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La Paloma Academy students learn about gun safety

Posted at 10:13 PM, Feb 25, 2017
and last updated 2017-02-26 00:13:15-05

The Tucson Police Department and faculty at La Paloma Academy South teamed up to teach their students about gun safety, school safety, and how to interact with officers, over the course of three assemblies. The big message they wanted to get across to students: "If you see something, say something."

"Would you rather have one person in trouble, and 23 dead or wounded?" Principal Paul Bummer asked his students. "Or, one person in trouble with 23 people alive and well?"

He asked that question to his students after a recent incident where a student brought a BB gun to class put his campus on lockdown. La Paloma Academy South has been placed on lockdown before because of incidents in the surrounding neighborhoods, but this was the first time an on-campus incident put it on lockdown.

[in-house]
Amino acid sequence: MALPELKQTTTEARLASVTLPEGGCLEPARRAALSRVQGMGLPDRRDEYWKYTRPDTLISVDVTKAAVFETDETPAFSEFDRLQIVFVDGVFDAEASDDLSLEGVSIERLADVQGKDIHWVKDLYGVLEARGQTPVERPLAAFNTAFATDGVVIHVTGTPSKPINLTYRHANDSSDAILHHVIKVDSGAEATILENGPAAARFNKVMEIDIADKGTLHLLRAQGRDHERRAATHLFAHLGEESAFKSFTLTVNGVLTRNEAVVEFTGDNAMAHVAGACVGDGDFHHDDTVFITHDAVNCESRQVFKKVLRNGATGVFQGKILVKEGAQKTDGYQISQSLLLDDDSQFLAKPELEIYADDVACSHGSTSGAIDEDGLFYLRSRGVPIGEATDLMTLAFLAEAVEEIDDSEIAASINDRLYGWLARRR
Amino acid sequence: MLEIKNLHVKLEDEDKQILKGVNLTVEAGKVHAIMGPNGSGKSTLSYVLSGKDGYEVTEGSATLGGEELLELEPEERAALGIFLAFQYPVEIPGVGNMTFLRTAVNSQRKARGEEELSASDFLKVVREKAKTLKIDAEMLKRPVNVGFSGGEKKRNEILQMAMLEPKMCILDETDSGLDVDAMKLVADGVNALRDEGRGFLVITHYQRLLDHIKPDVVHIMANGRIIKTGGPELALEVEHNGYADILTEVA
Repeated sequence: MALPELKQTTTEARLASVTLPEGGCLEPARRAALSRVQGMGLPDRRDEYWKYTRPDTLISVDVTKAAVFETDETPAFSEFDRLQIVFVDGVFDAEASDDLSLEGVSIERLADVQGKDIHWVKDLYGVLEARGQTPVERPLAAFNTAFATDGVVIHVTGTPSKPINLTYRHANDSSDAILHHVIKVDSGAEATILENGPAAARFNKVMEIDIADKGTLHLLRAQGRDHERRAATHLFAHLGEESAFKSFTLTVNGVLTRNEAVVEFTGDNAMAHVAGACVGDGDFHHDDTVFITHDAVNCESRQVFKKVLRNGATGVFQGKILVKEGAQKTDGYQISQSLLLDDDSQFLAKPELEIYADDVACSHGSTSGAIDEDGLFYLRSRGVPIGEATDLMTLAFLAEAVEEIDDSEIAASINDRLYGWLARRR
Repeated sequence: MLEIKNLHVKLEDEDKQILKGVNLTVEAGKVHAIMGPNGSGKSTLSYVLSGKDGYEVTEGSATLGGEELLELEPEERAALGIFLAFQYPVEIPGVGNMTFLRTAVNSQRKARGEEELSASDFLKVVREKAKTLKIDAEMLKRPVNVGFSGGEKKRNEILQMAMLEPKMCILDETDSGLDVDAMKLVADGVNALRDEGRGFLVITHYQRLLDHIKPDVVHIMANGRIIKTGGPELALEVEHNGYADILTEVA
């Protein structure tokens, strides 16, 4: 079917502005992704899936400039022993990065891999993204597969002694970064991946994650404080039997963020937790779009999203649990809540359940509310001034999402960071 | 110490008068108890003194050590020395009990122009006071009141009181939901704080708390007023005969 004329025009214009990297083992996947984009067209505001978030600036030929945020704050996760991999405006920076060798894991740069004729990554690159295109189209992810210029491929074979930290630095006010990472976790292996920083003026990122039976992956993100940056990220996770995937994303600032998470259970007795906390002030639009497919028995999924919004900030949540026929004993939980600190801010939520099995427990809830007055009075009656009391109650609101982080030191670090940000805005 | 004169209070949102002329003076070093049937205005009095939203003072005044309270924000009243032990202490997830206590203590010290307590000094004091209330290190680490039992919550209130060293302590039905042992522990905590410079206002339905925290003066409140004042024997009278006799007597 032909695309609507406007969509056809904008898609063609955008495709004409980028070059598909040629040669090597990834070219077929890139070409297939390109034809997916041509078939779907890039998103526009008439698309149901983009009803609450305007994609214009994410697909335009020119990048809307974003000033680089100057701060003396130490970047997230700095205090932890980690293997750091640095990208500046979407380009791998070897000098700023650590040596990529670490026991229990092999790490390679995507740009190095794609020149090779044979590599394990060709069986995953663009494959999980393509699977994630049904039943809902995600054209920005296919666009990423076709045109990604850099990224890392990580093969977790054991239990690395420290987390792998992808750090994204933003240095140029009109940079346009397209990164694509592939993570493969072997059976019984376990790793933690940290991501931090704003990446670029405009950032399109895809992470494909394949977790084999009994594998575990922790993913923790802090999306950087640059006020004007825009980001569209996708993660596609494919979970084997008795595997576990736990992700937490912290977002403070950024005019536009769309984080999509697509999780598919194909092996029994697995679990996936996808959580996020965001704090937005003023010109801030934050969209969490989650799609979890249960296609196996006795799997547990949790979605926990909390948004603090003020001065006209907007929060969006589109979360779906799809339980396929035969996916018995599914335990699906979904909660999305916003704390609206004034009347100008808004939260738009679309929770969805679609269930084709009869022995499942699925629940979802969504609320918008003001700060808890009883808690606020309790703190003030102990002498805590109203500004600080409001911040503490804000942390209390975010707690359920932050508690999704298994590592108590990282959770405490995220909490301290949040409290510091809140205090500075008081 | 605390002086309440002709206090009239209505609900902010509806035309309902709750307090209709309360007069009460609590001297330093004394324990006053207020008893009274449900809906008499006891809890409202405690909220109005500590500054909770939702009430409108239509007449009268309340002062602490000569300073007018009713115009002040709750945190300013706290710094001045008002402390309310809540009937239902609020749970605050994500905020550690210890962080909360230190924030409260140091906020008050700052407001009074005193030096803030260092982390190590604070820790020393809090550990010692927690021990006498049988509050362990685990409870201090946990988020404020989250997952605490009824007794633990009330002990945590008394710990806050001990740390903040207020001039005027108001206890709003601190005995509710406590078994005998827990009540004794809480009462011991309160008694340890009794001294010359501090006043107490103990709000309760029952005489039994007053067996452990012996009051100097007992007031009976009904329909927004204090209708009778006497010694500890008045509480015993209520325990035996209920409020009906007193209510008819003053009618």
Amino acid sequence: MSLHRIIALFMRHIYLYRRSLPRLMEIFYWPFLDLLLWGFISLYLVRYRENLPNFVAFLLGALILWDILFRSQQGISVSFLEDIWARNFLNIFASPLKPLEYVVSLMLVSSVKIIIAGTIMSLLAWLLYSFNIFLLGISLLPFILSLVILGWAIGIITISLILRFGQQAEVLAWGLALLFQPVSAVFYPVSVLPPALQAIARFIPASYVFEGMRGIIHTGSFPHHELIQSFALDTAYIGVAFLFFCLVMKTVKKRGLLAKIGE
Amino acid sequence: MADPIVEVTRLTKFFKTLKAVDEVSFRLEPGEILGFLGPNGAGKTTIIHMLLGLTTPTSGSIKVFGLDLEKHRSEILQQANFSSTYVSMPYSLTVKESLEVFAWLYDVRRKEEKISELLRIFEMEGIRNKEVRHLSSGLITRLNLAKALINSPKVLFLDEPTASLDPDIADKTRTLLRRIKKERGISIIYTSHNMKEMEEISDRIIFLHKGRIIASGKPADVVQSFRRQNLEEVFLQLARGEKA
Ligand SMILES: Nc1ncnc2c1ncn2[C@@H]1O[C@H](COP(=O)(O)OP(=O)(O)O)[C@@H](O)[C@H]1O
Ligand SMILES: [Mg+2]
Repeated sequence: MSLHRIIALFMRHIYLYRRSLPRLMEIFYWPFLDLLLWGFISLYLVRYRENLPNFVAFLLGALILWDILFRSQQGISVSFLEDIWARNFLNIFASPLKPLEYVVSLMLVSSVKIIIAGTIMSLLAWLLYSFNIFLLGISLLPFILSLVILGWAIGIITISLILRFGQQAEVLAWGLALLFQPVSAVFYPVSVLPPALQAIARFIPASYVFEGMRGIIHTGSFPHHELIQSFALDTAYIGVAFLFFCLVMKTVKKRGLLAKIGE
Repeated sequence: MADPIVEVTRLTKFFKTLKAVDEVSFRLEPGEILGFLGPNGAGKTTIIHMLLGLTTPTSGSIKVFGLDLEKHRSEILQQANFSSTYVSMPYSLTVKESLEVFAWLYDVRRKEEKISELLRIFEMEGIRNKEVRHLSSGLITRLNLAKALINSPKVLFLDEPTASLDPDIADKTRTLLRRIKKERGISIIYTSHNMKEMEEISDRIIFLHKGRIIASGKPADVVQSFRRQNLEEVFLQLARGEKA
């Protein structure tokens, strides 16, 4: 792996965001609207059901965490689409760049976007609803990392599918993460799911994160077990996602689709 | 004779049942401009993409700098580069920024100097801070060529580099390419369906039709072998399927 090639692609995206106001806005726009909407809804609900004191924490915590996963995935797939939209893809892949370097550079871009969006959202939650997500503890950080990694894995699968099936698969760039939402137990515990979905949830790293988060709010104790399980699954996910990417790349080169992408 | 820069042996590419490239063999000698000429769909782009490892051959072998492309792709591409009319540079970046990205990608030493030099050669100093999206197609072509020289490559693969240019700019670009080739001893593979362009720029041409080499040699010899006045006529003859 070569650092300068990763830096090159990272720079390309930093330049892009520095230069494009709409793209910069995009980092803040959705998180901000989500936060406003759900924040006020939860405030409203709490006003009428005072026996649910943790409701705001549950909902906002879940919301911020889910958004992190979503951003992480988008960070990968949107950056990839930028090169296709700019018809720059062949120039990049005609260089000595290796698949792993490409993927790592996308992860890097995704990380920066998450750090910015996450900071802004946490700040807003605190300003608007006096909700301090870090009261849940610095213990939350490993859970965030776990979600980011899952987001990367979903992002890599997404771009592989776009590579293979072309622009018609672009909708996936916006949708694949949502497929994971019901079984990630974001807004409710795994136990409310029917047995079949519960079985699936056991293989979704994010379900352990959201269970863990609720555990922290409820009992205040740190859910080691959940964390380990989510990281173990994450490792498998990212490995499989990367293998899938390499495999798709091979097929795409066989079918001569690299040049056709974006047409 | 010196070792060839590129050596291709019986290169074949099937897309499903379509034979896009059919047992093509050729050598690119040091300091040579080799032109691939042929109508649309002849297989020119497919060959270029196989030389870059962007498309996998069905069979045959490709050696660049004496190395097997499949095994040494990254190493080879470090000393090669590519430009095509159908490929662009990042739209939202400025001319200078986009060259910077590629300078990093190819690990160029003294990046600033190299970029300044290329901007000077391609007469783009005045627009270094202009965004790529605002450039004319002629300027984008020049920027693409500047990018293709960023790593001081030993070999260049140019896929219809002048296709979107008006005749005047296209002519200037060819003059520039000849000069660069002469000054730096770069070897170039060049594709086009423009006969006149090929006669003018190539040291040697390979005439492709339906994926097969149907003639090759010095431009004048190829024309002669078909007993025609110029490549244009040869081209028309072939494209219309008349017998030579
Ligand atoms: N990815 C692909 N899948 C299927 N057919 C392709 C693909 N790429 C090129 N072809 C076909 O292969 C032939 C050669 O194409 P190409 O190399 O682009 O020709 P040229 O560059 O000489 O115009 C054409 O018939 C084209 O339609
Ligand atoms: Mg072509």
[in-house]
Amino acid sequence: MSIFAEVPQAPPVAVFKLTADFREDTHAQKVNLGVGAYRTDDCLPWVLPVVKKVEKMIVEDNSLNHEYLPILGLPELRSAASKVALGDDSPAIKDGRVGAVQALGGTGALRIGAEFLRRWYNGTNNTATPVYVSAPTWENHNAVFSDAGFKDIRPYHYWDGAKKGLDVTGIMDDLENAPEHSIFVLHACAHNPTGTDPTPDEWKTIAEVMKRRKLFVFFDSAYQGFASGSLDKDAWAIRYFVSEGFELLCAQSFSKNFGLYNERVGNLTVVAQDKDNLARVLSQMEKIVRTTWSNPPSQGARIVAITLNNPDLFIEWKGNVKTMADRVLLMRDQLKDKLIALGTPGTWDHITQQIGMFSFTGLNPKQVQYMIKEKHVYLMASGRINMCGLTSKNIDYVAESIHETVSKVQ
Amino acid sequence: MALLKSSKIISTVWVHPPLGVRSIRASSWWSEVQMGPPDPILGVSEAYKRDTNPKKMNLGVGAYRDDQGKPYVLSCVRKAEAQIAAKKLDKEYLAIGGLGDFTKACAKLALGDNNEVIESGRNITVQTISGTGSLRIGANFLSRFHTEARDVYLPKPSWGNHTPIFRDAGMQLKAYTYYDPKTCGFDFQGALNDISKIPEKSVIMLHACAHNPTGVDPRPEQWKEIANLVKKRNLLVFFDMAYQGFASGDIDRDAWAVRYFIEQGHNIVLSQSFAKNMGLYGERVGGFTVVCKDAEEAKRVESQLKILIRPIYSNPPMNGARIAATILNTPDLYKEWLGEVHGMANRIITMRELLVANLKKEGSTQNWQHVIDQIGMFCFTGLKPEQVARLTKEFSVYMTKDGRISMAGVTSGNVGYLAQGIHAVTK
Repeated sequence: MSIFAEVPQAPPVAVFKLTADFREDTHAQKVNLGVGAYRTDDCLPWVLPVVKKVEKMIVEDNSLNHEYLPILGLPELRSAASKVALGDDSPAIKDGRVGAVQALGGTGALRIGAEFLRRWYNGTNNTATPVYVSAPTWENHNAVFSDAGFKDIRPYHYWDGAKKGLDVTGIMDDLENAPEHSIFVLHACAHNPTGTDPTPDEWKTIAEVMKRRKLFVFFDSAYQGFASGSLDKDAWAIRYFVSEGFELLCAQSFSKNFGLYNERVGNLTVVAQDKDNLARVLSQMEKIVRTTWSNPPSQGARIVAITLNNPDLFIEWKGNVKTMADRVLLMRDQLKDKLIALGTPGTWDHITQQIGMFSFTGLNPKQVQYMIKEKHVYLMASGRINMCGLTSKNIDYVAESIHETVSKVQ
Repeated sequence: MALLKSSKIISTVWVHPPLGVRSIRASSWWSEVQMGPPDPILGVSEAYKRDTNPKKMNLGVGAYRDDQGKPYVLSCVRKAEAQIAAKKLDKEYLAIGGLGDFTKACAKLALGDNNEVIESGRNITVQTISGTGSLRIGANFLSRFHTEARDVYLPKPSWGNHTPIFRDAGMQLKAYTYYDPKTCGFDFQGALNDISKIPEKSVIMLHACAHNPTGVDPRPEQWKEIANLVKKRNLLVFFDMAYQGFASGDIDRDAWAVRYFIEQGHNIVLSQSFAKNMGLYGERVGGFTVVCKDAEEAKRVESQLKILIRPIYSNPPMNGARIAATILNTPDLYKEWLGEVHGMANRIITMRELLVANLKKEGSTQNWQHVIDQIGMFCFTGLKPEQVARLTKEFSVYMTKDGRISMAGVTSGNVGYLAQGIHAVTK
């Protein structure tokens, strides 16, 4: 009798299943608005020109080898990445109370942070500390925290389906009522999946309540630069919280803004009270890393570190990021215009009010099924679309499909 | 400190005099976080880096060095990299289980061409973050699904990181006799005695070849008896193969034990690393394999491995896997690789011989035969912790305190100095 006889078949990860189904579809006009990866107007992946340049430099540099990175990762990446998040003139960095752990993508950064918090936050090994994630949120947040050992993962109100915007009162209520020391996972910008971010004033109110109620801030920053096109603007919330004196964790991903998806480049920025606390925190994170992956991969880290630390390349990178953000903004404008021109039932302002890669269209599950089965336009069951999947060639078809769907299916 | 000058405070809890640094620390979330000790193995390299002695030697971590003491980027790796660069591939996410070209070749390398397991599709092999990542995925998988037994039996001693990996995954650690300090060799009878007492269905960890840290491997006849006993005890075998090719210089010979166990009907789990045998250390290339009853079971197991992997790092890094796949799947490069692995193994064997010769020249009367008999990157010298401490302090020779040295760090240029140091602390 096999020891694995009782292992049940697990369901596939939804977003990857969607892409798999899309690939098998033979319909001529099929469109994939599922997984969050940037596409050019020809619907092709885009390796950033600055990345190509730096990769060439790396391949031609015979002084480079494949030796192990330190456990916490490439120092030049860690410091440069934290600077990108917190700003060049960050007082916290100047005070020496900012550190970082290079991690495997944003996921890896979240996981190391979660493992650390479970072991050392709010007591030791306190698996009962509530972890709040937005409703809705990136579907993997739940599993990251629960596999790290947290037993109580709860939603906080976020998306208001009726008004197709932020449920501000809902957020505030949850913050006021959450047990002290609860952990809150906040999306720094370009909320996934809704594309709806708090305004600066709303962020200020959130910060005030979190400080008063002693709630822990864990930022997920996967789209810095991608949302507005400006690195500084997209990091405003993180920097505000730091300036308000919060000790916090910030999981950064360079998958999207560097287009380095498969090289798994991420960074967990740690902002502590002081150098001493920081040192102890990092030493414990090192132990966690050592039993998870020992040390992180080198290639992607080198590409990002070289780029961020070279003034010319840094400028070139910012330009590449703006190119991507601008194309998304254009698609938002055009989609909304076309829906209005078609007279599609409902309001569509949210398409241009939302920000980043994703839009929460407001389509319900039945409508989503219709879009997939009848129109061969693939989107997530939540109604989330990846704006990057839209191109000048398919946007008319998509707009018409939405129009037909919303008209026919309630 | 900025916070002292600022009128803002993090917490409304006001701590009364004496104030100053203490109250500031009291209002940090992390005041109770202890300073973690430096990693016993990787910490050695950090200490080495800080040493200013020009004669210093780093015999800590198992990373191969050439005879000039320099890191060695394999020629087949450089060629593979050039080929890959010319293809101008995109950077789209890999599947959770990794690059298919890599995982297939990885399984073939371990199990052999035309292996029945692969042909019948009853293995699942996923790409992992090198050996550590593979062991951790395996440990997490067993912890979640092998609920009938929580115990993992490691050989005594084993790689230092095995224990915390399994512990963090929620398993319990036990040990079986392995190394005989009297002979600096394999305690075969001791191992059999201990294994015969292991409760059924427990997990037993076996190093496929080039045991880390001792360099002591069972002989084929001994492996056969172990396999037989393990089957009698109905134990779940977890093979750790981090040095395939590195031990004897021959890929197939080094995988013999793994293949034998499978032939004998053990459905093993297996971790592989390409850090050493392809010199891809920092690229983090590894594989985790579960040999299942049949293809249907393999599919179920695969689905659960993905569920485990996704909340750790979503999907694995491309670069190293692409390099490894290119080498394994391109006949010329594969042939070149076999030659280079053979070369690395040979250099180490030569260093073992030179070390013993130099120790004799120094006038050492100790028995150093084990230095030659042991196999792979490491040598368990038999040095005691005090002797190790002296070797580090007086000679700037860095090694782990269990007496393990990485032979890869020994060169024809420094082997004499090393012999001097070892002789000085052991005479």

"Scary for all of us," he said, speaking about the incident. "Because you know, from the looks of it, you can't tell if it's a real gun or if it's a fake gun."

The gun turned out to be a BB gun, not a real gun, and was never fired. But nevertheless, he and the police say it shouldn't have been there in the first place. 

Bummer explained many students knew about the gun but didn't speak up right away. He thinks some of them were afraid of being considered a "tattle tale," and they wanted to protect their friend from getting in trouble. The fact that some of the kids knew about the gun and said nothing really concerned him.

"Unfortunately, we have a lot of good people that are harmed based on people not coming forward and standing up for what is right," he said.

Bummer and the police say the motto and mindset are applicable everywhere -- not just on school grounds.

"You can apply it everywhere," one of the officers said. "Not just here at school, but at home as well."

"We want to make sure you know what to do so we can help you," the other officer said to the students.

As the principal, Bummer feels it's his personal responsibility to make sure his students are prepared for everything -- meaning the good times and the bad times.

"We want to provide a great, safe, environment in all areas," Bummer said. "And we want to educate these kids so they can grow up and have a happy, successful life."

So that's what he plans to do -- teach the kids, "if you see something, say something."